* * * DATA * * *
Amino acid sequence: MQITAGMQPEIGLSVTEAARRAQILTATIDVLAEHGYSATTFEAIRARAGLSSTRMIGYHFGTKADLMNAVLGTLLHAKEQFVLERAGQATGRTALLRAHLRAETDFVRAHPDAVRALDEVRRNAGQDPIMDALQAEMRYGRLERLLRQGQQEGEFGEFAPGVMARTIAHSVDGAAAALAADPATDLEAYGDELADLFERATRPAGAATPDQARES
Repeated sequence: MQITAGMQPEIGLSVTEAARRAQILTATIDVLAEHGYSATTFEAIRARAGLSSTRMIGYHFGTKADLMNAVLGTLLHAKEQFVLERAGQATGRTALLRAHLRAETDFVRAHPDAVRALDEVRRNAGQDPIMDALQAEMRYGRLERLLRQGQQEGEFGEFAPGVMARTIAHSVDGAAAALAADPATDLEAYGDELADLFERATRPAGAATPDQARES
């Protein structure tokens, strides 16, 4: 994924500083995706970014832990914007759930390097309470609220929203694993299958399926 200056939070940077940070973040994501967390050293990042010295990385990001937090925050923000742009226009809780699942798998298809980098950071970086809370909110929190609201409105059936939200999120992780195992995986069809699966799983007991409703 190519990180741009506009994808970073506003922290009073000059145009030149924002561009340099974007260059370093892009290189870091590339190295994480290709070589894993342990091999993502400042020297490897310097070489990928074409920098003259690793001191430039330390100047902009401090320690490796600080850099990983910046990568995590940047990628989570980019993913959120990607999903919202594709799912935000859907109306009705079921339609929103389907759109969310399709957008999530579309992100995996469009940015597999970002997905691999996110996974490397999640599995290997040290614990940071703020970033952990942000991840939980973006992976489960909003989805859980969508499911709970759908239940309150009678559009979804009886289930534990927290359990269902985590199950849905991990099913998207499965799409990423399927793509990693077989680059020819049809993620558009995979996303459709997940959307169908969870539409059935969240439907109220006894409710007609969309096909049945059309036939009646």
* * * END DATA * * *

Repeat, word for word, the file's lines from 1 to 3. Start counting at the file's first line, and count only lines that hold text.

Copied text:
Amino acid sequence: MQITAGMQPEIGLSVTEAARRAQILTATIDVLAEHGYSATTFEAIRARAGLSSTRMIGYHFGTKADLMNAVLGTLLHAKEQFVLERAGQATGRTALLRAHLRAETDFVRAHPDAVRALDEVRRNAGQDPIMDALQAEMRYGRLERLLRQGQQEGEFGEFAPGVMARTIAHSVDGAAAALAADPATDLEAYGDELADLFERATRPAGAATPDQARES
Repeated sequence: MQITAGMQPEIGLSVTEAARRAQILTATIDVLAEHGYSATTFEAIRARAGLSSTRMIGYHFGTKADLMNAVLGTLLHAKEQFVLERAGQATGRTALLRAHLRAETDFVRAHPDAVRALDEVRRNAGQDPIMDALQAEMRYGRLERLLRQGQQEGEFGEFAPGVMARTIAHSVDGAAAALAADPATDLEAYGDELADLFERATRPAGAATPDQARES
């Protein structure tokens, strides 16, 4: 994924500083995706970014832990914007759930390097309470609220929203694993299958399926 200056939070940077940070973040994501967390050293990042010295990385990001937090925050923000742009226009809780699942798998298809980098950071970086809370909110929190609201409105059936939200999120992780195992995986069809699966799983007991409703 190519990180741009506009994808970073506003922290009073000059145009030149924002561009340099974007260059370093892009290189870091590339190295994480290709070589894993342990091999993502400042020297490897310097070489990928074409920098003259690793001191430039330390100047902009401090320690490796600080850099990983910046990568995590940047990628989570980019993913959120990607999903919202594709799912935000859907109306009705079921339609929103389907759109969310399709957008999530579309992100995996469009940015597999970002997905691999996110996974490397999640599995290997040290614990940071703020970033952990942000991840939980973006992976489960909003989805859980969508499911709970759908239940309150009678559009979804009886289930534990927290359990269902985590199950849905991990099913998207499965799409990423399927793509990693077989680059020819049809993620558009995979996303459709997940959307169908969870539409059935969240439907109220006894409710007609969309096909049945059309036939009646």